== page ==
Here we are, five days into No Meat May. How’s everyone going?
No Meat May was founded former meat eater Ryan Alexander and his best mate Guy James Whitworth, a couple of passionate creatives wanting to do some good. They got together in 2013 thirty of their friends, all giving up meat for the month of May. The reasons are fourfold: health, environment, animals, and food security.
With participation more than doubling year on year, No Meat May is now a global campaign, with thousands of new recruits participating each year. Surveys confirming more than 90 percent of people reduce or eliminate meat permanently after participating.
“We recognise that people change incrementally, over time,” says Ryan. “We [hope to] provide a safe stepping stone, evidence based information and support for that bold first step. More than 90 percent of past No Meat May participants go on to reduce or eliminate meat all together, but even those that go back to eating meat are still making a difference to their health, animal welfare and the environment by just taking that one month off.”
How Does It Work?
As an Australian-founded not-for-profit, No Meat May challenges people around the world to eliminate meat from their diets for 31 days. It provides them with free support, tools, and an inclusive community to test out a meat-free or plant-based lifestyle for the month of May.
The Carousel chatted to Ryan Alexander, founder of No Meat May, for his best advice on getting through the month and more.
Why Did You Start No Meat May?
There are so many reasons we need to change our culture and introduce more plant based foods. None bigger than taking care of this beautiful planet. I’m a pretty logical guy, and the maths just didn’t add up to me. There are twice as many people in the world now that when I was born, but the planet we all share has not grown. Add into this the rising global demand for eating meat, which is destroying our forests, climate and oceans, and you can see the cliff edge ahead.
No Meat May is an attempt to help grab the wheel Keanu Reeves style (or maybe more Sandra Bullock) as the bus hurtles towards a cliff.
Is that too dramatic? Basically we started No Meat May as our way to contribute to this global cultural shift and to show people how to take hold of the wheel themselves, show them how to use the stereo and turn it into a party bus.
Did you experience resistance from family and friends?
Sure, a few friends and family members thought we were mad, either to take this on, or because they thought no one would be interested in a month. A week maybe, but not a month. Though over the eight years that we have been running the campaign there has been a huge shift in awareness of the issues, and also in the availability and quality of plant based food. And my dad is now cooking recipes off our instafeed, so I’ll take that as a win (though it was only mushrooms and avocado on toast).
How did you deal with the resistance?
We were pretty focused, and just bulldozed through any naysayers. When you believe in something so much and see that it is connecting with other people it gains its own momentum and fuels itself.
Why do you think it is that we all care so much about what is on another person’s plate?
We are social animals, and food is such an integral part of us being both social, and being animals. Food is like the foundation of our culture, the threads of our memories. It brings us joy, pleasure and it brings us together. And when someone challenges this it can be kinda confronting.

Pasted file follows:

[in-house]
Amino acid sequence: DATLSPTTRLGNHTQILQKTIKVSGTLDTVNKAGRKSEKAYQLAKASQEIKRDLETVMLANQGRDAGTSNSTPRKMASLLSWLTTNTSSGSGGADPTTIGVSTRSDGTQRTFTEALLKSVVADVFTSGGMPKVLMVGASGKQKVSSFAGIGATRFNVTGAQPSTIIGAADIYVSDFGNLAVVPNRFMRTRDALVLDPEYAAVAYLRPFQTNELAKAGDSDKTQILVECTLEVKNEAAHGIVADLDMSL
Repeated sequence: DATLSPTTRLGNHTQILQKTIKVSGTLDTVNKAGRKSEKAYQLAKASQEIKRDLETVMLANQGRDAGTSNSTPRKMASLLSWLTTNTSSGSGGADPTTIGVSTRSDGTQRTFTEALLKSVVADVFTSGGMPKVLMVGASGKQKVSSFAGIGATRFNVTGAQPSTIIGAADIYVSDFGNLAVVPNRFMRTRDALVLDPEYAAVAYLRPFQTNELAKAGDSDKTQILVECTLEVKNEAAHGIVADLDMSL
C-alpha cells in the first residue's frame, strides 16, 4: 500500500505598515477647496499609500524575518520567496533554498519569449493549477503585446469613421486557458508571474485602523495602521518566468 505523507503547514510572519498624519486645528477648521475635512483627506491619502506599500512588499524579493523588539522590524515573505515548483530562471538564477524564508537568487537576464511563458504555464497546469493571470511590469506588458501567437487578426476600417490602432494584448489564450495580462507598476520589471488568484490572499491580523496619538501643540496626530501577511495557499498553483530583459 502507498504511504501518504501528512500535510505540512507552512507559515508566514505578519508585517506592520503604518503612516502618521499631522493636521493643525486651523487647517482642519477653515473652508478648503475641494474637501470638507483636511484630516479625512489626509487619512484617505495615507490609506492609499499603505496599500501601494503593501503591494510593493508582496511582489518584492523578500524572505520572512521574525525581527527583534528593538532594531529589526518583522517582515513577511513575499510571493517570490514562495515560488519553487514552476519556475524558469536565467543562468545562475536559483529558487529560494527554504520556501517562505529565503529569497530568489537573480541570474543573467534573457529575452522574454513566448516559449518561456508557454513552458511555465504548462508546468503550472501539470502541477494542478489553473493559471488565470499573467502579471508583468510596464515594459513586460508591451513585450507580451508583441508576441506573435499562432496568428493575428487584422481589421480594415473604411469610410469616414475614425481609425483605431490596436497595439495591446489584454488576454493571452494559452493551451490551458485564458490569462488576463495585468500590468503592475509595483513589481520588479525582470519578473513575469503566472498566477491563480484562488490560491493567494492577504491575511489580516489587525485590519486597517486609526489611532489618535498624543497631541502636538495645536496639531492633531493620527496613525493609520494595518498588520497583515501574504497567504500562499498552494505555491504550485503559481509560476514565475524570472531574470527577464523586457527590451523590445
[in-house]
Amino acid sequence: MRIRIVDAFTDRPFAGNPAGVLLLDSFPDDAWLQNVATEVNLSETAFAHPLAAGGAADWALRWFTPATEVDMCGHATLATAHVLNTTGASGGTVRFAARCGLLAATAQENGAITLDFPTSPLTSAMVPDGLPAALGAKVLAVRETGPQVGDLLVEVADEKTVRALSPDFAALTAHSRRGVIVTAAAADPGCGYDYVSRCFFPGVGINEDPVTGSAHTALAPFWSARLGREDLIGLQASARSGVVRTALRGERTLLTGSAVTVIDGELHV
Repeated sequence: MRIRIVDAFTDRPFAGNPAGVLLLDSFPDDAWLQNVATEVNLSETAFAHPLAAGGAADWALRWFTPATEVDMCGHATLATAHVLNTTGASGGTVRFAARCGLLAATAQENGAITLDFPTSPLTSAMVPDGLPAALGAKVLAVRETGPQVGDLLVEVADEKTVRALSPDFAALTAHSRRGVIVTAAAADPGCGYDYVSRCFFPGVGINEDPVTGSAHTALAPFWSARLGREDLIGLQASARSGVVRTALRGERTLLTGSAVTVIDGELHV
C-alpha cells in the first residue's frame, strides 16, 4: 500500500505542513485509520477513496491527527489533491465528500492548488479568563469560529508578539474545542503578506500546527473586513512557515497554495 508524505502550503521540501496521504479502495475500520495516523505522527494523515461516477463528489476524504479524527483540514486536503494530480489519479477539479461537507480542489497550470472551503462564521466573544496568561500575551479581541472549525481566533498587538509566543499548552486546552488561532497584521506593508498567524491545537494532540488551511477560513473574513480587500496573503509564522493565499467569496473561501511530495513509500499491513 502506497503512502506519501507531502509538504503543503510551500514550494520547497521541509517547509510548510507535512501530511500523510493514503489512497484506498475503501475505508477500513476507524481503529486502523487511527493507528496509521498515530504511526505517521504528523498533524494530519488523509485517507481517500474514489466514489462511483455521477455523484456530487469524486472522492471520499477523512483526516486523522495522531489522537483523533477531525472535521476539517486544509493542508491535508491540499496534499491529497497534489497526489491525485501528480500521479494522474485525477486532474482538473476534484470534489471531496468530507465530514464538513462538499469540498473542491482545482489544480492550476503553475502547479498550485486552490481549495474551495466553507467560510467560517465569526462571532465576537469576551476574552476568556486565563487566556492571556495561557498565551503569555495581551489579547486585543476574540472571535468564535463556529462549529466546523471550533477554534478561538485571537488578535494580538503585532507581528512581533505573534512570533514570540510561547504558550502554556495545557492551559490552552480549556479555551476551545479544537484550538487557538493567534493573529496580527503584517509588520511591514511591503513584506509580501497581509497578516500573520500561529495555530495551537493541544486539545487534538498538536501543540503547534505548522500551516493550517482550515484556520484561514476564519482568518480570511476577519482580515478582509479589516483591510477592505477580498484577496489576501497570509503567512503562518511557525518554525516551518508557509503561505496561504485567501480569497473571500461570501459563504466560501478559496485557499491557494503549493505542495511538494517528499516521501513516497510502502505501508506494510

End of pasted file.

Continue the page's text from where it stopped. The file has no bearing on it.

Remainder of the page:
I don’t think it’s so much about caring what is on someone’s plate, its much more about understanding the impact of what we all put on our plates. And when people are not aware of the impact, or much worse don’t care about the impact of what they put on their plates that’s when it gets difficult.
Any tips for transitioning to a vegetarian or vegan diet plan?
- Sign up for No Meat May!!! Seriously, being part of a mass participation global challenge is a great way to change things up. Even if your family or friends are not onboard you can connect with many others around the world, or just know you are not doing this alone.
- Get creative in the kitchen! Try new foods and flavours. We are so lucky here in Oz to have access to food from so many cultures, and sampling the best vegetarian or vegan food from a range of different countries is a great way to see the abundance of options. Italian, Mexican, Thai, Lebanese, Sri Lankan, Chinese … so many cultures have long histories of plating up the plants.
- Download Happy Cow for a GPS enabled app to find the closest and best veggie burger near you.
- Don’t aim for perfection or beat yourself up if you slip up.
- Get social Instagram and YouTube for recipes. Facebook groups are brilliant for community and support. The No Meat May Community Facebook Group is incredible. The food and the people in there are inspiring. We have over 72,000 active members from around the globe who are so supportive and have brilliant ideas!
What are your favourite brands that lend themselves to a vegan lifestyle and make plant-based life easier?
There are so many great brands out there now, and seems to be fab new products on the supermarket shelves every week.
Plant Based milks have come a long way, just be sure to buy those fortified with calcium, and give ’em a good shake.
The Vegan Supermarket (formerly known as the Cruelty Free Shop) has Australia’s biggest range of plant based meats and cheeses, which is very useful to find your feet when starting out. And their omelette mix made from chickpea flour is a complete game changer.
I’m also a big fan of Lamyong products. They’re an Australian company that make the best plant based seafood, prawns made from Konjac and chunky fish made from soy beans. Add a bit of beer batter and plate them up with some chickpea tuna and they are still talking about you three years later.